Older siblings often get the reputation for being bossy. Times haven’t changed all that much as, despite that my little brother, Joe, and I are adults, I’ve been having fun bossing him around again lately—but for good reason. I had to teach him his bowshooting fundamentals. Earlier this week I mentioned how I’m helping him get into bowhunting and that he and his PSEDNA SP are doing quite well. I could say it’s because I’m a good instructor, though we all know the real reason: Joe is putting in the time and effort.
“Well, how long will it take him to be ready for bowseason?” asked a friend who has no knowledge of the sport. “Well, until he’s proficient,” I explained, adding that shooting accurate groups only comes with practice and the honing of one's shooting fundamentals. But as someone once said, “Practice doesn’t make perfect. Perfect practice makes perfect.” And it all starts with your shooting form. A good tip of the day is to simply stand straight during your practice sessions and here's why.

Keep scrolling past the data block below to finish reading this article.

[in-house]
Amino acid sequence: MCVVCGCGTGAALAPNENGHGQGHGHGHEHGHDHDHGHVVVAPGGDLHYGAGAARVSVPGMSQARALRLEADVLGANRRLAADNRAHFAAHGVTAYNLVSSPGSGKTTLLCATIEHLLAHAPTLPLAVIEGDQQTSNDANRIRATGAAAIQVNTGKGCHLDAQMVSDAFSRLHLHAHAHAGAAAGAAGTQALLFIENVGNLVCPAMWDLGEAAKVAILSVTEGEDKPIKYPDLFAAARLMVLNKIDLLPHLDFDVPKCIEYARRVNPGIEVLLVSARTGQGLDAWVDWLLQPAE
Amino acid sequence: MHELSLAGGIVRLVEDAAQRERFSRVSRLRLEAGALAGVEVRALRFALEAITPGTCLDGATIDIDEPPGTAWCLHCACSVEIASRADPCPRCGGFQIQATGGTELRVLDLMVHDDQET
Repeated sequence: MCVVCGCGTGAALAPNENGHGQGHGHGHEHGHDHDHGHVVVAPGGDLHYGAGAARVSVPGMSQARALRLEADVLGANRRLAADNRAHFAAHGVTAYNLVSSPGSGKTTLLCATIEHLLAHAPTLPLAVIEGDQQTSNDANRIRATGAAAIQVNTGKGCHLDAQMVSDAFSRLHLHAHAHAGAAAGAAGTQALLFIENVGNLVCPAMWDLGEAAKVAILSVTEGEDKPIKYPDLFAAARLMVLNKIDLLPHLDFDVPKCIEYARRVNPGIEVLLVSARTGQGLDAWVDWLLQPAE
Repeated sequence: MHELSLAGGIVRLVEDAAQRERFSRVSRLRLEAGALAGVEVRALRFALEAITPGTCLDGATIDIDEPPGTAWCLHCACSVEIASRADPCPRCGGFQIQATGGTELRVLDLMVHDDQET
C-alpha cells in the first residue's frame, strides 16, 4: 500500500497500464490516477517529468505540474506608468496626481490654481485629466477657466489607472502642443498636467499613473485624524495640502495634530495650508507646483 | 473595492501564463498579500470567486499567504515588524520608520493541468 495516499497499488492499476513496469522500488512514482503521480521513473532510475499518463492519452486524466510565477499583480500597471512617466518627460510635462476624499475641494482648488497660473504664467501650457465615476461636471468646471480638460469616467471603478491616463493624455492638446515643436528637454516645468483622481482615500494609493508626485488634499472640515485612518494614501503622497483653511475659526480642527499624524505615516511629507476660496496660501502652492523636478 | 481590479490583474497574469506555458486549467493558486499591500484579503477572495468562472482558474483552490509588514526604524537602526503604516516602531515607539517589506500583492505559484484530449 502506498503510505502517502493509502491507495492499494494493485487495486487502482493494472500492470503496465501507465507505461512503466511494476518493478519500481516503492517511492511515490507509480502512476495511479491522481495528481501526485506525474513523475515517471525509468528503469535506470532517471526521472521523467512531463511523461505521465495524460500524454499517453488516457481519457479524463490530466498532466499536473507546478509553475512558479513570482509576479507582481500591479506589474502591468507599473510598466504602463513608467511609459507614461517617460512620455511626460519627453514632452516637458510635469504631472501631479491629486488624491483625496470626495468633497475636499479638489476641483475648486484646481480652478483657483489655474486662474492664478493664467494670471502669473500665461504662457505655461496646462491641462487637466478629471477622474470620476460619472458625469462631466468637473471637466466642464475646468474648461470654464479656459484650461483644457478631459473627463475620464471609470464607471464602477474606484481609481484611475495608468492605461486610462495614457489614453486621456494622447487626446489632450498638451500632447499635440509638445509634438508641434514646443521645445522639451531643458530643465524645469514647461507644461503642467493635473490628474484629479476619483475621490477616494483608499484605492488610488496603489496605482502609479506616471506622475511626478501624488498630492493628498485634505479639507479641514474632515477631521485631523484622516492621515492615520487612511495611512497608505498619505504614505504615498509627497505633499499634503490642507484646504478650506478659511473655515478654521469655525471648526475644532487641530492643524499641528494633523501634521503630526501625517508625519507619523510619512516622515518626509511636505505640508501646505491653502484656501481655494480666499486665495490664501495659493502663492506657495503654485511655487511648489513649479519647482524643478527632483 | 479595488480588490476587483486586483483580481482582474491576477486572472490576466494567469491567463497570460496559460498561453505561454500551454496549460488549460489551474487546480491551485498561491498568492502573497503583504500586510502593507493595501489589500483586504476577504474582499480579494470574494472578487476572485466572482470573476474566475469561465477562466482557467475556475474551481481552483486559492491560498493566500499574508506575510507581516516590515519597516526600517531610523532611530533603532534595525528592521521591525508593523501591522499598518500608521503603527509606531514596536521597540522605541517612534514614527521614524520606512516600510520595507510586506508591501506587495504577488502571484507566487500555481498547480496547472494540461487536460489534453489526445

When Joe first started launching arrows, I corrected his posture and stance several times. If you’re new to archery remember that if you lean forward, for example, your head will not be in line with your body. You’ll start putting pressure on your back and your arms will tire and become tense. Oh, and did I neglect to mention that if that happens, you won’t be accurate?